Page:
Friday, January 25, 2008

Kucinich for President, RIP

It goes without saying that Dennis Kucinich never had a chance of receiving the Democratic nomination for the Presidency. Still, in spite of his weirdness (the encounter with UFOs and a spouse young enough to be his daughter), Dennis was one of the few, very few progressive voices running for the White House this year. He deserved more support than he received from the left, many of whom seem obsessed with some right-wing libertarian.

Ironically, in 2008, Dennis received almost a thousand more votes in the New Hampshire primary than he tallied in 2004 (3,901 to 3,104 in 2004). His campaign is actually polling higher in 2008 than 2004, as well (about 3-4% this time around compared to 1-2% back in 2004). Of course, 4% is 4%, and after facing a tough battle for reelection, the Congressman thought it prudent to run for the one office he has a shot at being elected to. It is an understandable reasoning, to which I wish the Congressman the best.

What I find less acceptable is why there were so few progressives, outside of some actors and entertainers, to support the Kucinich candidacy? We are hardly a majority in this commercial polity, but we are more than 4% in the Democratic Party. And I am not mentioning those liberals who are foolish enough to think that Hillary Clinton will serve their interests. I am expressly referring to those progressives who complain constantly about the centrist and rightward shift of the Democratic Party under the Democratic Leadership Council and President Bill Clinton. The people who likely voted for Ralph Nader, at least once. The kind of people that still believe in principle. Where were they? Supporting John Edwards or Barack Obama? It is really hard to be motivated about what remains of the Democratic field, unless one wants to cast a protest vote for Mike Gravel (who has an even less of a chance of getting the nomination than Dennis Kucinich).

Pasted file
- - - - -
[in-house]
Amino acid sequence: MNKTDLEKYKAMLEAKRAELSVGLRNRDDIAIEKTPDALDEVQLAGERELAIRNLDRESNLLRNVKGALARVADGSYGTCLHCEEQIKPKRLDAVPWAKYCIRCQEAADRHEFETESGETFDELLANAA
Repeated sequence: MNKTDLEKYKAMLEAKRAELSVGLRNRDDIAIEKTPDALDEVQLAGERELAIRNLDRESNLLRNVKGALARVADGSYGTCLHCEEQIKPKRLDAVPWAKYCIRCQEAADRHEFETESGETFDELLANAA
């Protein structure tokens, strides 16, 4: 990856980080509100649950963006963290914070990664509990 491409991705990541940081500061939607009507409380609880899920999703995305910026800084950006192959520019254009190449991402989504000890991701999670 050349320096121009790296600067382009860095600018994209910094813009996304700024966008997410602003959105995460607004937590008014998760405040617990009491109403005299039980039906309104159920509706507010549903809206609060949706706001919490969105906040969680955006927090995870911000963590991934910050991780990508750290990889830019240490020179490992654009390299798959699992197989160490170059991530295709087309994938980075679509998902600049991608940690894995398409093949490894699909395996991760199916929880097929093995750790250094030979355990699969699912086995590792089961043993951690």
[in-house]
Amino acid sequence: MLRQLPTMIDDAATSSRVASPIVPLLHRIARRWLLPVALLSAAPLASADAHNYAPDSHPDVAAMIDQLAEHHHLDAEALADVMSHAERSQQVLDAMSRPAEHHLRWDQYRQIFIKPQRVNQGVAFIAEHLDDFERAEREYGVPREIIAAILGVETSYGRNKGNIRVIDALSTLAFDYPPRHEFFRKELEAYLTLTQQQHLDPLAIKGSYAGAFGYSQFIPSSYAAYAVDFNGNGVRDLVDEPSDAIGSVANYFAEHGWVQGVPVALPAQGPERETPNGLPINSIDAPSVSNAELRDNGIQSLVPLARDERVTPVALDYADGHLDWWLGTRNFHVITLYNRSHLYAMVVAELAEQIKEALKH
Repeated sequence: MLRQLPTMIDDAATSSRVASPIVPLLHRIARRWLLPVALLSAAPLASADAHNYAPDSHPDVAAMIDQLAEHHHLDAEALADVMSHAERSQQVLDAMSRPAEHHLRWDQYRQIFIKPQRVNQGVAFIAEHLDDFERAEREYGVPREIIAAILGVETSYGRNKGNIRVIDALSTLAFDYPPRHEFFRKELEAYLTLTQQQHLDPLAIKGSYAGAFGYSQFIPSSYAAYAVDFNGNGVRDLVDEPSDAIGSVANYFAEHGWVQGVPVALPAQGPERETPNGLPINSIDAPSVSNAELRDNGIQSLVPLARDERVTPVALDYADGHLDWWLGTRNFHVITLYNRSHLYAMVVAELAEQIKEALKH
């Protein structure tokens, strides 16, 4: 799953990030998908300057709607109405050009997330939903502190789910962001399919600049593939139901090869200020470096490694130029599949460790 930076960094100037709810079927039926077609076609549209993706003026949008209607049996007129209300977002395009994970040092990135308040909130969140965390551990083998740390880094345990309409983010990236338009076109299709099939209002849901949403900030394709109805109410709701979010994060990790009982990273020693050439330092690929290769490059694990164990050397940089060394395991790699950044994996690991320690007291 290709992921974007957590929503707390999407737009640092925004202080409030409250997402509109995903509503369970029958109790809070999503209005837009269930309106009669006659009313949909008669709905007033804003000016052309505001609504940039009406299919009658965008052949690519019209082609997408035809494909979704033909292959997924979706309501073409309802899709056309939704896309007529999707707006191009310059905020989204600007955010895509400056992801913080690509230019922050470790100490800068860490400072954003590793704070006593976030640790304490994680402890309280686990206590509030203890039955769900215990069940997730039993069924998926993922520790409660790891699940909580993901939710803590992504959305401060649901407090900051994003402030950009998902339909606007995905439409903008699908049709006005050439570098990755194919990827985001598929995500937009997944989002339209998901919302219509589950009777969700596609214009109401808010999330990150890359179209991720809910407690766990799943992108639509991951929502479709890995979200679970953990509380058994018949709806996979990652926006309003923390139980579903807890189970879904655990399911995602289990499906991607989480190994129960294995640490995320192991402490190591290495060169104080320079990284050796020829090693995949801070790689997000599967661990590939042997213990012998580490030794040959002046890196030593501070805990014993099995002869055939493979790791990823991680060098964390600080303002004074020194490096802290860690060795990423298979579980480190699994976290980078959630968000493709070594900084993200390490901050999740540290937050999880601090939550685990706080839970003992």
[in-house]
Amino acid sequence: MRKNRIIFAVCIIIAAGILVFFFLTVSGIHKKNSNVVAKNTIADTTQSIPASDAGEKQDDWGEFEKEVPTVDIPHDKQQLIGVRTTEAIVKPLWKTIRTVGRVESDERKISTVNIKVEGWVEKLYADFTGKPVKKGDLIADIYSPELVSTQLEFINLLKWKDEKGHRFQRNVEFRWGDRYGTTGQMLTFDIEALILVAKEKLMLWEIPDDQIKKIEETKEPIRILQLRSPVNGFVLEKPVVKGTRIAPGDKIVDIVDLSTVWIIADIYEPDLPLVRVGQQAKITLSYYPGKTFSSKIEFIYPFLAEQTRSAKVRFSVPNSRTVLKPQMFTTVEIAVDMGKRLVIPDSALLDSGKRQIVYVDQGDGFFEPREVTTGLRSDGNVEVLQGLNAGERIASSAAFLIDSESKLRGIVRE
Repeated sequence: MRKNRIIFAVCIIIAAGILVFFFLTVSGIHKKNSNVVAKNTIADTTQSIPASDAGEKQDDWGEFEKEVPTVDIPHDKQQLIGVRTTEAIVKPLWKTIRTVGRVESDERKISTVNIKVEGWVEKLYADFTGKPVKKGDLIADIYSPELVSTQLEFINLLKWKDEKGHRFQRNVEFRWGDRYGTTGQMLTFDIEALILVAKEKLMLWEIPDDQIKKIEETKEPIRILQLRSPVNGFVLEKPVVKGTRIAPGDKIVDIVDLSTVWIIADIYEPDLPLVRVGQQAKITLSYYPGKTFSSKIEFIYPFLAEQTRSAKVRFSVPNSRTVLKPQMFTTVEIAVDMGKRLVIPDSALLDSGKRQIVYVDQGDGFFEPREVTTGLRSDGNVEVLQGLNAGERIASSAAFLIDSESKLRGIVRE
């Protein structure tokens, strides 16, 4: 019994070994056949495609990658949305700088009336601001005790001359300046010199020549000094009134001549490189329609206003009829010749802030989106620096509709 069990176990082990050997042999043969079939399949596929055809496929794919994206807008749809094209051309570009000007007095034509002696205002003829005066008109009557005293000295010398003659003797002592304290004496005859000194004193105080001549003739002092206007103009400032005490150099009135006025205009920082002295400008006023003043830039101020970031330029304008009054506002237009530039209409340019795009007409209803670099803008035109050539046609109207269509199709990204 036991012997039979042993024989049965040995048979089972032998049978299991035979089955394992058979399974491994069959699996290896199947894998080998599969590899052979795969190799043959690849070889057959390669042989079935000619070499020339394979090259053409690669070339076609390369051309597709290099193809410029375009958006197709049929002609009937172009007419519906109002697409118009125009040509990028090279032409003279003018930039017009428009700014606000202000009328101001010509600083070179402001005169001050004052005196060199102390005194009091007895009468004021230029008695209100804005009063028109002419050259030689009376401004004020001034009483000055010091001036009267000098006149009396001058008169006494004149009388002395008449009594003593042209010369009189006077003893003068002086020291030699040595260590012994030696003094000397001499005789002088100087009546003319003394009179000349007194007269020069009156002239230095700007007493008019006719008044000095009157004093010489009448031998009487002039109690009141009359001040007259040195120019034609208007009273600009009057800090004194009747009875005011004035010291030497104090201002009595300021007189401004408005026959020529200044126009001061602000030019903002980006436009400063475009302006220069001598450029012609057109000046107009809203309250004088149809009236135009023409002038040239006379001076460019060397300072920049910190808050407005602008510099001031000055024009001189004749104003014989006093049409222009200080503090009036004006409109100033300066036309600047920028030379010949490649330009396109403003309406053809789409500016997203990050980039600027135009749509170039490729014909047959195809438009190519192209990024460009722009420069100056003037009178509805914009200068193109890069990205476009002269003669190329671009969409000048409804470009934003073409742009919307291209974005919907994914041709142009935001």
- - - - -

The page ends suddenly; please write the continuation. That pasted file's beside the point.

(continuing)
I am certain of this much, however. The lack of a candidate to center our support around is only going to make us even less significant, particularly to a Democratic Party where its lead candidates get into tussles over trivialities like how someone made a living twenty five years ago. This is what is supposed to get us excited, apparently. When was the last time any of the three main Democratic candidates made the Iraq War a main theme of their campaign? It is almost as if we are not even at war at all. No, someone was a corporate attorney or a flack artist for a slum lord. That is the new politics, or as the good people at Onion "news" call it:




The saddest part is this is supposed to be satire.

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